Shadow Government

What the Next President Should Learn From This One: Process Matters

Good policy won't fix anything if the system is broken.


What should the next president do to deal with the foreign policy mess they will inherit from the current president?

That is the question a group of foreign policy and national security thinkers associated with the John Hay Initiative (JHI) set out to answer in a new ebook, Choosing to Lead. The JHI is a group of Republican advisors who have worked to elevate the foreign policy debate over the past couple years. The idea is to be an A-to-Z collection of specialists who can brief leaders on a range of topics and at whatever level of granularity is required.

Will Inboden, my Shadow Government co-conspirator, and I head up the Strategic Planning team of JHI and in that capacity have coordinated the efforts of about 20 other folks examining cross-cutting themes and the larger strategic considerations of foreign policy.

Will and I also wrote one of the chapters in Choosing to Lead: the one addressing the organizational structure of foreign policy and national security policymaking, “Implementing an Effective Foreign Policy.” The premise of our chapter is that it is not enough for the next president to settle on the right policies — he or she must also be able to implement them more effectively than the current administration has.

The short version? Process and structure matter. Good process can help lead to good policy. Good process can ensure that good policies are actually implemented. Bad process can undermine good policy. Bad process can greatly exacerbate bad policy.

We explore various lessons learned from recent administrations, and recommend some changes, including: going to greater lengths to avoid the politicization of national security policy; improving civil-military relations by more effectively integrating military advice into the decision-making process and resisting the temptation to hide behind the political popularity of the uniformed military; ensuring that the president’s closest circle of advisors includes more national security expertise and that those without such expertise are not loose cannons in the process; and so on.

Every administration’s policymaking structure adapts first to conform to the personality and style of the president and second to adjust as the president develops more experience.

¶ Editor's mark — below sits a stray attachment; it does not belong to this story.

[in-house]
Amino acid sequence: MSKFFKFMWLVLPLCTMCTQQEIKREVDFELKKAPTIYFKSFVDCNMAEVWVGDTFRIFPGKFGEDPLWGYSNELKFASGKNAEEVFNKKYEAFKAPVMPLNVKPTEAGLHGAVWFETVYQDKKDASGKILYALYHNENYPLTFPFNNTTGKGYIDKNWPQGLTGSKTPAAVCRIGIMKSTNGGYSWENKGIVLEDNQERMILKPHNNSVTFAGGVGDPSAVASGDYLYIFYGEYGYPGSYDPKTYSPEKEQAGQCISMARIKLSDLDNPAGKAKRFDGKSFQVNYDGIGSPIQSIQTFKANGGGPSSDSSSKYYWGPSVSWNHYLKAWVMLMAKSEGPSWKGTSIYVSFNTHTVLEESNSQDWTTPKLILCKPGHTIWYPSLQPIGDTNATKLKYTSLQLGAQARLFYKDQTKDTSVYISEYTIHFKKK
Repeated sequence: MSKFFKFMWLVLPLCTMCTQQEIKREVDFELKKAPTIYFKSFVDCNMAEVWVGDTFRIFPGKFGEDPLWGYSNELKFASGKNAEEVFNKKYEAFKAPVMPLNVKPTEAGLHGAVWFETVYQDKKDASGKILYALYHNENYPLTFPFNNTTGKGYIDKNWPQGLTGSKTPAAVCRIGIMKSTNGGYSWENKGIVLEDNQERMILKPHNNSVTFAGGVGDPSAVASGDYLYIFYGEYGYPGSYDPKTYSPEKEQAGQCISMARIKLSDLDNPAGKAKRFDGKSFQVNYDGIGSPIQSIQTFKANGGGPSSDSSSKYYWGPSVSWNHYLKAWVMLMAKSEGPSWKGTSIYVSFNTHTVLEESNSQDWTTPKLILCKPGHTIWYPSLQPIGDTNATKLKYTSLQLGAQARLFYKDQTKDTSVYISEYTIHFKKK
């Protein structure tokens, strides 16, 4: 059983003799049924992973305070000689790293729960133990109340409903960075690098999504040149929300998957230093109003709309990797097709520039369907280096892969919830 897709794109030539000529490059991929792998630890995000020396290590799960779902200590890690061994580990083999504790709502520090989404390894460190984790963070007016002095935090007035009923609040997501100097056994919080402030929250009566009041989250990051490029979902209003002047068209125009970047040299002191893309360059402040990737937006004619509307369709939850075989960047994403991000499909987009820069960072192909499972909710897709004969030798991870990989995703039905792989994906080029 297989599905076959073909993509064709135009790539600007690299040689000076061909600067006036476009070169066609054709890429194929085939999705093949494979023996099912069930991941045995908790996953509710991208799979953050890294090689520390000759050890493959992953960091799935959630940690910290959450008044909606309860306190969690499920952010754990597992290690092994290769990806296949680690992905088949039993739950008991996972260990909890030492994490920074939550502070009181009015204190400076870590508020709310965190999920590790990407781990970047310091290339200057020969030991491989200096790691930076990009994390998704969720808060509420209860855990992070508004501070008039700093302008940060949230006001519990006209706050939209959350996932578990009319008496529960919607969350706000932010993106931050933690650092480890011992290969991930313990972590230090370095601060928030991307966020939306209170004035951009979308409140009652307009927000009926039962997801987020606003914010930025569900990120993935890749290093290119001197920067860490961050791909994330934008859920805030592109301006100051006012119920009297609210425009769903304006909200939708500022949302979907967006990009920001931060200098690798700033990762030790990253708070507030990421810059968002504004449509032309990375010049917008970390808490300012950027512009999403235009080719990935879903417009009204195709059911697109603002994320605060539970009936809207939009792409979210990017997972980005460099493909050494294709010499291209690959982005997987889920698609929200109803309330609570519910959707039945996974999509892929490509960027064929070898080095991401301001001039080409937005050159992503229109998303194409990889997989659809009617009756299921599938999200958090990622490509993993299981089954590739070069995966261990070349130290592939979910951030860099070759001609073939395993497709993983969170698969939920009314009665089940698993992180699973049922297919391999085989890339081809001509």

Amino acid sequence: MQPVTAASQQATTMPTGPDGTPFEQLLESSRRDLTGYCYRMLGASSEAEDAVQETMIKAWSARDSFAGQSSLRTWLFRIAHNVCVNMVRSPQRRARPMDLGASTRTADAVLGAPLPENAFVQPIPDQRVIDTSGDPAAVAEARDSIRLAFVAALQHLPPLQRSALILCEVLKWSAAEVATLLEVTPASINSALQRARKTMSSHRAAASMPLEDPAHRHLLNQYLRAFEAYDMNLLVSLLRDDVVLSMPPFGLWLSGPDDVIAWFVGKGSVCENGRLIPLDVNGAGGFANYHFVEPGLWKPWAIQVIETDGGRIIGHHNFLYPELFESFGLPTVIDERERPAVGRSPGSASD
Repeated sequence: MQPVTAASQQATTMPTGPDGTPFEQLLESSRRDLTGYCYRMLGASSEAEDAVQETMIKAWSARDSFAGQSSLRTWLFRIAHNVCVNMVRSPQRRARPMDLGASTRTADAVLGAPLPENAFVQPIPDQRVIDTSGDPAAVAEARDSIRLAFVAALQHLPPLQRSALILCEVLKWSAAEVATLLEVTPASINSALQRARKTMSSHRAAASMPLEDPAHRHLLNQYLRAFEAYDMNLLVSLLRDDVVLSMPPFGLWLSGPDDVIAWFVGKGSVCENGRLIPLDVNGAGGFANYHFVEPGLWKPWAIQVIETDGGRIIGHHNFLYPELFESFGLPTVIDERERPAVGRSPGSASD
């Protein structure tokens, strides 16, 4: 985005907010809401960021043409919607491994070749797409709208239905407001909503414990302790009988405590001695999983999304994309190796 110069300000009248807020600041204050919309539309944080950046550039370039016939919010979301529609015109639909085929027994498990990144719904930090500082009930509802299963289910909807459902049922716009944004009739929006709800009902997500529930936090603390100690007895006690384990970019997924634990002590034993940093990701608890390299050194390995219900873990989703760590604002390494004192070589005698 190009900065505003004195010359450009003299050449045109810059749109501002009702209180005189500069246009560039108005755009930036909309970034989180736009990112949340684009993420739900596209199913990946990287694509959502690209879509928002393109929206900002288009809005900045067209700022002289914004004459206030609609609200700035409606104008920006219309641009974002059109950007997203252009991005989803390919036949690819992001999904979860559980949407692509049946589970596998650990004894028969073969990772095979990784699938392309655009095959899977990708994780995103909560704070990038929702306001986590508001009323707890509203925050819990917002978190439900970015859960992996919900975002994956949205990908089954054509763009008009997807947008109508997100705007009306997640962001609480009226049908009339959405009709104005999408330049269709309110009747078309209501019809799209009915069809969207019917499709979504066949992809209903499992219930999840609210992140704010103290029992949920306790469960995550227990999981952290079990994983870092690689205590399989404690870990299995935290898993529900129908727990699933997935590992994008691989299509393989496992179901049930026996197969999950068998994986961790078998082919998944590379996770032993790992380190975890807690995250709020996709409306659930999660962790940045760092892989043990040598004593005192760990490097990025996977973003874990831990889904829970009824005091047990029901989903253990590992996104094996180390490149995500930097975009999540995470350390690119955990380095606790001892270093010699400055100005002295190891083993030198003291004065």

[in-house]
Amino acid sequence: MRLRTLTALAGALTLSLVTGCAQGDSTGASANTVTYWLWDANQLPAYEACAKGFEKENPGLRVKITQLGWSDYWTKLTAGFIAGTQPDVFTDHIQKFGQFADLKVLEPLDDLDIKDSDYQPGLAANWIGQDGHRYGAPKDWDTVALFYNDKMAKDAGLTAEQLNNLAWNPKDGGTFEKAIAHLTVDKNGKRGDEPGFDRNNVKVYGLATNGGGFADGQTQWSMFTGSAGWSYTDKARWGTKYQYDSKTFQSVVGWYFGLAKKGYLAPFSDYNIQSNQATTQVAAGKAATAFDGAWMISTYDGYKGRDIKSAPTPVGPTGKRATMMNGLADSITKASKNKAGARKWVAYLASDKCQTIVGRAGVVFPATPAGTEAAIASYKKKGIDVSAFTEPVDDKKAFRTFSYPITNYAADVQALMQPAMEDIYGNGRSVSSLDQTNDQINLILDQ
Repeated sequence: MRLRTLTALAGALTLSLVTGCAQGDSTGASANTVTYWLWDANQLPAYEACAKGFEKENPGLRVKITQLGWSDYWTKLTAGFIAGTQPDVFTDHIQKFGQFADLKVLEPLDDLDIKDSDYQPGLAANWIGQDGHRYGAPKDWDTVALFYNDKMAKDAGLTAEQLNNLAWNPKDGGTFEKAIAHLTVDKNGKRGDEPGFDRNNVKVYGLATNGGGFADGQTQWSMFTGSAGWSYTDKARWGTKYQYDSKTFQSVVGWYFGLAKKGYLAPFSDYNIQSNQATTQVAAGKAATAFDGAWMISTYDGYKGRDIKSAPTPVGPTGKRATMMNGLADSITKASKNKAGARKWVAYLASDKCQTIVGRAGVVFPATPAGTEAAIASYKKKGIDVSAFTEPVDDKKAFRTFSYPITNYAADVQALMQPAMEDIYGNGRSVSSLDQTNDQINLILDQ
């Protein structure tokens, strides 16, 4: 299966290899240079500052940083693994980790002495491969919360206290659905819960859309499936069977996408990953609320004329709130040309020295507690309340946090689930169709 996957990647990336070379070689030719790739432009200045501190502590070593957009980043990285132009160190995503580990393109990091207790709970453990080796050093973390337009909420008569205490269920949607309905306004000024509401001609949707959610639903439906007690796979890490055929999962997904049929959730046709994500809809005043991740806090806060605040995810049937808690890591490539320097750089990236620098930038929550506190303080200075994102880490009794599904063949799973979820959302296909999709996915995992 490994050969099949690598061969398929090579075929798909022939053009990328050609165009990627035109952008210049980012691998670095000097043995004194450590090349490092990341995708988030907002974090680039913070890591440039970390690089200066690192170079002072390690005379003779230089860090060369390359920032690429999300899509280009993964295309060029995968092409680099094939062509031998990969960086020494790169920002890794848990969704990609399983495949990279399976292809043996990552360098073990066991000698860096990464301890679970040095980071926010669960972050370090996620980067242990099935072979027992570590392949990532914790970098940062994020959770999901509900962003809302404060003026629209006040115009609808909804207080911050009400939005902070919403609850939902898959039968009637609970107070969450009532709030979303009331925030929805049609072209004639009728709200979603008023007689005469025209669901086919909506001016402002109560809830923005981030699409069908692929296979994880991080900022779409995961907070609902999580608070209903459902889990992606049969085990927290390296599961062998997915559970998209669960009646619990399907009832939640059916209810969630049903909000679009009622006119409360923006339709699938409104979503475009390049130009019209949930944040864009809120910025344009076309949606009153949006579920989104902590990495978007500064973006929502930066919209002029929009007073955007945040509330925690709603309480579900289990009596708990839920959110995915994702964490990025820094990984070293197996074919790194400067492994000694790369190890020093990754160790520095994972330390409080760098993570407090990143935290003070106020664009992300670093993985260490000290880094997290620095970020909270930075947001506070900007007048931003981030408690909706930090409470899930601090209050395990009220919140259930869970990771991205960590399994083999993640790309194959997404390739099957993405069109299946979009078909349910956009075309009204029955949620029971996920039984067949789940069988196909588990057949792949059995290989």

Effective structures are those that do more than merely conform to the president’s style, however. They also, and more importantly, are designed to mitigate the downsides of that presidential style. If the president is inclined to insularity and over-confidence in his or her own judgments, a good process can bring alternative viewpoints into the room, making sure that the valid critiques of the policies that suit the president’s reflexes are fully aired and understood. If the president is inclined to excessive delay and indecision, a good process can tee up decisions in a timelier manner and ensure that the president is fully aware of the costs of inaction as well as action.

Of greatest importance, a good process can help a president learn from his mistakes. By most accounts, President George W. Bush was precisely such a “learning president” and did have both better process and better policy in the second term than in the first. Not so with President Barack Obama.

In fact, in what reads almost like an Onion parody, when President Obama does stop to reflect on how his policies are failing, he tells the press that the lesson he learns from them is that he has been right all along. This is a clear sign of dysfunctional process: that the president is inside a bubble and not being obliged to wrestle with well-argued, thoughtful critiques.

We do not argue that better process would have avoided all of the manifold problems this administration will bequeath to the next. But we do argue that the next president will need to have a better process in order to get the country out of the foreign policy ditch we have landed in.

As they say, read the whole thing and tell us what you think.

Anthony Behar-Pool/Getty Images

Peter D. Feaver is a professor of political science and public policy and Bass Fellow at Duke University, and director of the Triangle Institute for Security Studies and the Duke Program in American Grand Strategy. He is co-editor of Elephants in the Room.

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